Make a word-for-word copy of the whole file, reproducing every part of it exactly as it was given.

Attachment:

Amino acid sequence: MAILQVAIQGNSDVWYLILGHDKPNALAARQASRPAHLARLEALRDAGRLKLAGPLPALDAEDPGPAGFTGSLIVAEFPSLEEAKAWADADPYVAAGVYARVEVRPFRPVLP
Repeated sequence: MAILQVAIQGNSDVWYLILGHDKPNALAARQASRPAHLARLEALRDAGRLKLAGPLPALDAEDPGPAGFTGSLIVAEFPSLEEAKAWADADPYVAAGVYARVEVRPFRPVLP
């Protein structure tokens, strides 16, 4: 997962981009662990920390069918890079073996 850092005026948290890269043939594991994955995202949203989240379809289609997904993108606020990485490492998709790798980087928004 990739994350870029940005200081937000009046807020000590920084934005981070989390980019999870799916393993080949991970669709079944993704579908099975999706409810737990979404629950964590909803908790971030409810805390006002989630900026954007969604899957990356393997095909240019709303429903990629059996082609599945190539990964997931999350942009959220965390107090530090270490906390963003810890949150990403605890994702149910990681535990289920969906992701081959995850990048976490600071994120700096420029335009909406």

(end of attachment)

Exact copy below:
Amino acid sequence: MAILQVAIQGNSDVWYLILGHDKPNALAARQASRPAHLARLEALRDAGRLKLAGPLPALDAEDPGPAGFTGSLIVAEFPSLEEAKAWADADPYVAAGVYARVEVRPFRPVLP
Repeated sequence: MAILQVAIQGNSDVWYLILGHDKPNALAARQASRPAHLARLEALRDAGRLKLAGPLPALDAEDPGPAGFTGSLIVAEFPSLEEAKAWADADPYVAAGVYARVEVRPFRPVLP
């Protein structure tokens, strides 16, 4: 997962981009662990920390069918890079073996 850092005026948290890269043939594991994955995202949203989240379809289609997904993108606020990485490492998709790798980087928004 990739994350870029940005200081937000009046807020000590920084934005981070989390980019999870799916393993080949991970669709079944993704579908099975999706409810737990979404629950964590909803908790971030409810805390006002989630900026954007969604899957990356393997095909240019709303429903990629059996082609599945190539990964997931999350942009959220965390107090530090270490906390963003810890949150990403605890994702149910990681535990289920969906992701081959995850990048976490600071994120700096420029335009909406």